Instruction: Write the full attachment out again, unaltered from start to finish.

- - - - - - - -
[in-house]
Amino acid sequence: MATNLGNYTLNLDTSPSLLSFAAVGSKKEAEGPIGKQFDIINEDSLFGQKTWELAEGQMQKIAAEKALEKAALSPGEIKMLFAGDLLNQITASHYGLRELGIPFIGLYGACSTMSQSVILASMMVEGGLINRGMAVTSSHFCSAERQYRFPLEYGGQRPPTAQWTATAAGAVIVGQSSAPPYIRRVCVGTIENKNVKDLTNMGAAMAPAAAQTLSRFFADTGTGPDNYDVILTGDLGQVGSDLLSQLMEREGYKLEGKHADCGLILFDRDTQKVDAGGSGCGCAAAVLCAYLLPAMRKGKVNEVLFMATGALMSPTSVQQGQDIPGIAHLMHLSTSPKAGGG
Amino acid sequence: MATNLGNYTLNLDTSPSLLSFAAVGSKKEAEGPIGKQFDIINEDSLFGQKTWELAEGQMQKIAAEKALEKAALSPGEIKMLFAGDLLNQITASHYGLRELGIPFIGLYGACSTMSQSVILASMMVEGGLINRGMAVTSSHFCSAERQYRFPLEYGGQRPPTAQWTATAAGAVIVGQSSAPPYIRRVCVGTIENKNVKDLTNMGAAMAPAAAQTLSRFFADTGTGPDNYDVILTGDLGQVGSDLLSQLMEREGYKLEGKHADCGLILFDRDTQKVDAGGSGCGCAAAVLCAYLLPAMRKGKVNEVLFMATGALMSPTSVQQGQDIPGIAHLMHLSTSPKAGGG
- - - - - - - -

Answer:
[in-house]
Amino acid sequence: MATNLGNYTLNLDTSPSLLSFAAVGSKKEAEGPIGKQFDIINEDSLFGQKTWELAEGQMQKIAAEKALEKAALSPGEIKMLFAGDLLNQITASHYGLRELGIPFIGLYGACSTMSQSVILASMMVEGGLINRGMAVTSSHFCSAERQYRFPLEYGGQRPPTAQWTATAAGAVIVGQSSAPPYIRRVCVGTIENKNVKDLTNMGAAMAPAAAQTLSRFFADTGTGPDNYDVILTGDLGQVGSDLLSQLMEREGYKLEGKHADCGLILFDRDTQKVDAGGSGCGCAAAVLCAYLLPAMRKGKVNEVLFMATGALMSPTSVQQGQDIPGIAHLMHLSTSPKAGGG
Amino acid sequence: MATNLGNYTLNLDTSPSLLSFAAVGSKKEAEGPIGKQFDIINEDSLFGQKTWELAEGQMQKIAAEKALEKAALSPGEIKMLFAGDLLNQITASHYGLRELGIPFIGLYGACSTMSQSVILASMMVEGGLINRGMAVTSSHFCSAERQYRFPLEYGGQRPPTAQWTATAAGAVIVGQSSAPPYIRRVCVGTIENKNVKDLTNMGAAMAPAAAQTLSRFFADTGTGPDNYDVILTGDLGQVGSDLLSQLMEREGYKLEGKHADCGLILFDRDTQKVDAGGSGCGCAAAVLCAYLLPAMRKGKVNEVLFMATGALMSPTSVQQGQDIPGIAHLMHLSTSPKAGGG